Sunday, October 12, 2014
20.109 Mod1 Report: The balancing act
Image credit: Left (http://www.jaykubassek.com/perspective/a-balancing-act); Right (http://www.diabetesmine.com/2013/02/ask-dmine-the-meaning-of-deviance-in-diabetes.html/balancing-act-elephant).
With anything new comes a learning curve. In 20.109, the curve was definitely steep for me, mostly in the written assignments. Each time I sat down at my laptop I felt as if I were that elephant trying to stand still on a beach ball, or perhaps balancing on the back legs of my chair. Although I still consider myself to be deep in the depths of this learning curve, throughout Module 1 I learned a thing or two about this so-called balancing act.
1. Balanced Time: A little here and there pays off big in the long run.
a. Although being short on time is nothing new to me as an MIT student, the difference with 109 is that there are a lot more subtleties to the assignments than with most classes I've taken before. It is very nice that the instructors of 109 help us realize this rather than letting us learn the hard way. Even still, I have spent more hours than I thought I would on 109 assignments; I have had to creatively fit 109 into my busy schedule each day. I have really benefited from the mindset that even 15 minutes is enough to make at least some progress.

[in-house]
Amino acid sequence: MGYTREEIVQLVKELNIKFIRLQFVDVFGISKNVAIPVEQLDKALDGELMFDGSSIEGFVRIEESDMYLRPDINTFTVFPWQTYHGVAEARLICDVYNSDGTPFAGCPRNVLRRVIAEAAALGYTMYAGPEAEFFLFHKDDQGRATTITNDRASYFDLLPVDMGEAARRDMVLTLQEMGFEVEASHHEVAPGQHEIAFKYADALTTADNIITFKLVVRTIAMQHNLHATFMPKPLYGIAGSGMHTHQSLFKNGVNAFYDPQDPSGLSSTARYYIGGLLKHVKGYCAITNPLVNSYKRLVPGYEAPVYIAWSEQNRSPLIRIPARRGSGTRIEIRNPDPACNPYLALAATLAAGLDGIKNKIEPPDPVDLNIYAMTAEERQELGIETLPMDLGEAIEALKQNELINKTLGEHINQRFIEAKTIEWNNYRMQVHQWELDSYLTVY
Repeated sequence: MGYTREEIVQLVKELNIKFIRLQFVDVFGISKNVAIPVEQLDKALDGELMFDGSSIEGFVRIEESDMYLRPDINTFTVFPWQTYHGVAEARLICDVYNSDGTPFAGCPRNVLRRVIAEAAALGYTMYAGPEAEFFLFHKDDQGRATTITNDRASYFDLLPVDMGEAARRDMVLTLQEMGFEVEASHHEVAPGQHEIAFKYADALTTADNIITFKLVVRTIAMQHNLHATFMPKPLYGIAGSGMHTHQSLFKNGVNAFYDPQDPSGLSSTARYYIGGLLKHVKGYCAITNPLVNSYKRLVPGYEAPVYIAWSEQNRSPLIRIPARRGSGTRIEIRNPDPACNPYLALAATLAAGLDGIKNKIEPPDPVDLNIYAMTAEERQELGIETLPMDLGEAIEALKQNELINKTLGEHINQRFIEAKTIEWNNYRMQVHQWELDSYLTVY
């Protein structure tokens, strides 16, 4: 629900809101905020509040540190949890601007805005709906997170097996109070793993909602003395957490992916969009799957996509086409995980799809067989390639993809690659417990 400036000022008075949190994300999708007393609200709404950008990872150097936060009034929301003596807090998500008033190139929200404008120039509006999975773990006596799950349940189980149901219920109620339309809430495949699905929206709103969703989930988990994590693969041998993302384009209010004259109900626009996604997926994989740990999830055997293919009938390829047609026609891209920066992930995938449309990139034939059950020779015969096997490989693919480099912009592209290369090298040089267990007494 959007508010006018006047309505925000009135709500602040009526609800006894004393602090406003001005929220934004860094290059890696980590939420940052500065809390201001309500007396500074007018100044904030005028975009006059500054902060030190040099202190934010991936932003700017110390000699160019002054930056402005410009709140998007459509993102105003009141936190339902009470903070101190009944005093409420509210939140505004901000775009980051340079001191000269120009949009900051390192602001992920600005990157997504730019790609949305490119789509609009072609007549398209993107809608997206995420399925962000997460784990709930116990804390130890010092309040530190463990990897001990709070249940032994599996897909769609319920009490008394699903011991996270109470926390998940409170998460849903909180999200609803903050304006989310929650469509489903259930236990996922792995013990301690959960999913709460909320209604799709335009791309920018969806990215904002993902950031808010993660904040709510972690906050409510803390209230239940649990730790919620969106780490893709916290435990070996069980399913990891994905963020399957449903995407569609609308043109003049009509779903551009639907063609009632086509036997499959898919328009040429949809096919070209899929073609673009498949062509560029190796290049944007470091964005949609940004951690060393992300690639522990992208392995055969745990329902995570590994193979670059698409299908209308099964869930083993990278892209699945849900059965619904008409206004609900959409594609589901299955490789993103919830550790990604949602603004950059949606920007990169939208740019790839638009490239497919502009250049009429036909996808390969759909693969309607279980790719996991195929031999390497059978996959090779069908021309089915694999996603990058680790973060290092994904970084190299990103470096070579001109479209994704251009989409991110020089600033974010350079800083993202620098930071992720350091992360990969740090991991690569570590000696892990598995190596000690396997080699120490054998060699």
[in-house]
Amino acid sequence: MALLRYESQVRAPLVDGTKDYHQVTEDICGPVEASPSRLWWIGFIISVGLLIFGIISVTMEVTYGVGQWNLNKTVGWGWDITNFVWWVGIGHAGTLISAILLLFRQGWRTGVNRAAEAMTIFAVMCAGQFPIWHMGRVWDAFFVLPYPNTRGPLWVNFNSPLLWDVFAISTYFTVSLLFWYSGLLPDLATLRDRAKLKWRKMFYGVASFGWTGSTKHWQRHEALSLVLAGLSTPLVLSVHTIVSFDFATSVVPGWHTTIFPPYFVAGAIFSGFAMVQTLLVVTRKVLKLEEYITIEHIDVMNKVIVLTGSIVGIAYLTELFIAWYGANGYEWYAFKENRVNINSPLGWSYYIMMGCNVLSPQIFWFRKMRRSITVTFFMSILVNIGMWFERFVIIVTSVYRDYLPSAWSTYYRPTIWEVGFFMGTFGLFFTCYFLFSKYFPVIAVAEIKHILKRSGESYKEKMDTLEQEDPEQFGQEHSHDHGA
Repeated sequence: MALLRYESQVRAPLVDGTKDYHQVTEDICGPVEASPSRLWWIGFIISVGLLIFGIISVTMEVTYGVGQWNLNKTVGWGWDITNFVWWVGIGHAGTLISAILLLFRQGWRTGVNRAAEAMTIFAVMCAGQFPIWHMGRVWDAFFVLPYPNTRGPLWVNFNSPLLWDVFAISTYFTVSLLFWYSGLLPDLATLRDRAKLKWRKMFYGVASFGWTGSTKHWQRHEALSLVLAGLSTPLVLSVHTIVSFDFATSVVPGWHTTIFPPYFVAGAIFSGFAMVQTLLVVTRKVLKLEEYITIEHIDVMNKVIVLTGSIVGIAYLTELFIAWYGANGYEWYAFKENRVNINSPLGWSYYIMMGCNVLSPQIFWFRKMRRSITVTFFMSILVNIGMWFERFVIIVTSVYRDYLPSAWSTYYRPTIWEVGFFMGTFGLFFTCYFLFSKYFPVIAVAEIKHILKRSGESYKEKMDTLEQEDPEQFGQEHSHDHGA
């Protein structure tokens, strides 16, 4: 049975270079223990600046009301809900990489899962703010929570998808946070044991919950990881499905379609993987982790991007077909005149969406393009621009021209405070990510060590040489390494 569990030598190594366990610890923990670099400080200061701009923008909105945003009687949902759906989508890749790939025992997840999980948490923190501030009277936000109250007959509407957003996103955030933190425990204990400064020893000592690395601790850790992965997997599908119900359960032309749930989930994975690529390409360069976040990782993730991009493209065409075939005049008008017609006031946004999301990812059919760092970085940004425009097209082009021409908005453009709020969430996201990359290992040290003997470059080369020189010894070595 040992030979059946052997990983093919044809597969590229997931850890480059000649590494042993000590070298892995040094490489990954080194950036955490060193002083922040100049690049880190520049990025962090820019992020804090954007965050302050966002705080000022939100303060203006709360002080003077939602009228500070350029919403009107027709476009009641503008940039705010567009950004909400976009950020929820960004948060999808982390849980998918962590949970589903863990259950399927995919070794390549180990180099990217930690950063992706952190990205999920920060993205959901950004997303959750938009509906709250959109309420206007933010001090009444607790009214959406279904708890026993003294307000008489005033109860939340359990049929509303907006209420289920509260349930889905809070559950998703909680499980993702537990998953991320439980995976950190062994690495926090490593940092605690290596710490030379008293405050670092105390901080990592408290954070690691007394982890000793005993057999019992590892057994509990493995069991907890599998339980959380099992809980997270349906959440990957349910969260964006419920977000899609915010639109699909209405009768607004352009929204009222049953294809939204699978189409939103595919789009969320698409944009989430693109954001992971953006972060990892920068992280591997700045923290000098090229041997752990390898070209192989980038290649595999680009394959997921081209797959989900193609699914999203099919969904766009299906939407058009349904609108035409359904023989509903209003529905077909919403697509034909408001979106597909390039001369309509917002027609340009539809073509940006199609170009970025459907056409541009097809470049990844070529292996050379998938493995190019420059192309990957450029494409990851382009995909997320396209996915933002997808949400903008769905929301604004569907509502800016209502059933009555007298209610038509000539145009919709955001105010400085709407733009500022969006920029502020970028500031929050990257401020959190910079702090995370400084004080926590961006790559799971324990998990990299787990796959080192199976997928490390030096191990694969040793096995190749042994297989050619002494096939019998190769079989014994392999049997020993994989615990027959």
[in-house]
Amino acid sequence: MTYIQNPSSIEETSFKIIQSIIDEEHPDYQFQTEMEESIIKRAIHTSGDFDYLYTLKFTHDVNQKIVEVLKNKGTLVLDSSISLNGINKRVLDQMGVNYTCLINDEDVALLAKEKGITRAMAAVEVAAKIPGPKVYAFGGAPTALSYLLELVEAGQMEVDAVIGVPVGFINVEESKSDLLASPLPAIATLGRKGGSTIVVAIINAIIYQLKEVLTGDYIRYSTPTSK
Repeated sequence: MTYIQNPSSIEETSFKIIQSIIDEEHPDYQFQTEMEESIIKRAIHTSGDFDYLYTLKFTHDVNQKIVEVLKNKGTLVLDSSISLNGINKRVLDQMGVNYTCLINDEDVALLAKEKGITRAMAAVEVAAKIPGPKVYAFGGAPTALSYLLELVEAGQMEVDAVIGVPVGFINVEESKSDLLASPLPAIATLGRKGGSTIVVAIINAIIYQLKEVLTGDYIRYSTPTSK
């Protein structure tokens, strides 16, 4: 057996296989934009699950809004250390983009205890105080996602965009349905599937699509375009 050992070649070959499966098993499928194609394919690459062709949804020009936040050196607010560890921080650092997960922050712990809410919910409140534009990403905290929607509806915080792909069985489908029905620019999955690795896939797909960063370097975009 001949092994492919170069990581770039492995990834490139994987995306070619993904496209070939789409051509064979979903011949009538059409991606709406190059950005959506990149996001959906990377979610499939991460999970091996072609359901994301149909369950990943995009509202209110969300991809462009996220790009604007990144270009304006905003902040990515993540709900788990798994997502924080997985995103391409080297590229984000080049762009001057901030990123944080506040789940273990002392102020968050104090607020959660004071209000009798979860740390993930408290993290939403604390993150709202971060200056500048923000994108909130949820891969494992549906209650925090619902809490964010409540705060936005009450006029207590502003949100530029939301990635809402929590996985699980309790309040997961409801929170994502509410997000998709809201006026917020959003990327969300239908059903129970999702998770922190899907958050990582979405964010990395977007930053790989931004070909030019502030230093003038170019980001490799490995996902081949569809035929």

2. Balanced Writing: Can you be concise and thorough at the same time?
a. Although concise and thorough are somewhat antonyms of each other, the long story short is yes. This is science, not literature and here the art lays not in the details but the ability to be blunt, concise and readable. Or better said, it is an art to be able to produce blunt but very coherent writing.
3. Balanced Experiments: It’s not science if you don’t have controls.
a. In the first module of 20.109, something that has stuck out to me is the importance of controls. I came into this class definitely knowing what a control was and knowing that controls are important to have, but I have never put as much thought into my experiment controls as I have with 20.109. By the end of Module 1, I feel that I have a thorough appreciation of what constitutes a necessary collection of controls, and why they are so valuable. It’s important to have controls at every step for efficiency, legitimacy, peace of mind and/or unforeseen backtracking.
Overall, I love that in 20.109 we learn the theory behind everything and very little is left as a black box. If anything, there are some gray boxes, but the vast majority of techniques we apply in the lab are backed up with sufficient theoretical knowledge. Knowing the theory behind almost everything we do allows for us to produce quality work. Although it might still feel like a balancing act to communicate this work, I feel that major progress in scientific writing has been made throughout Module 1.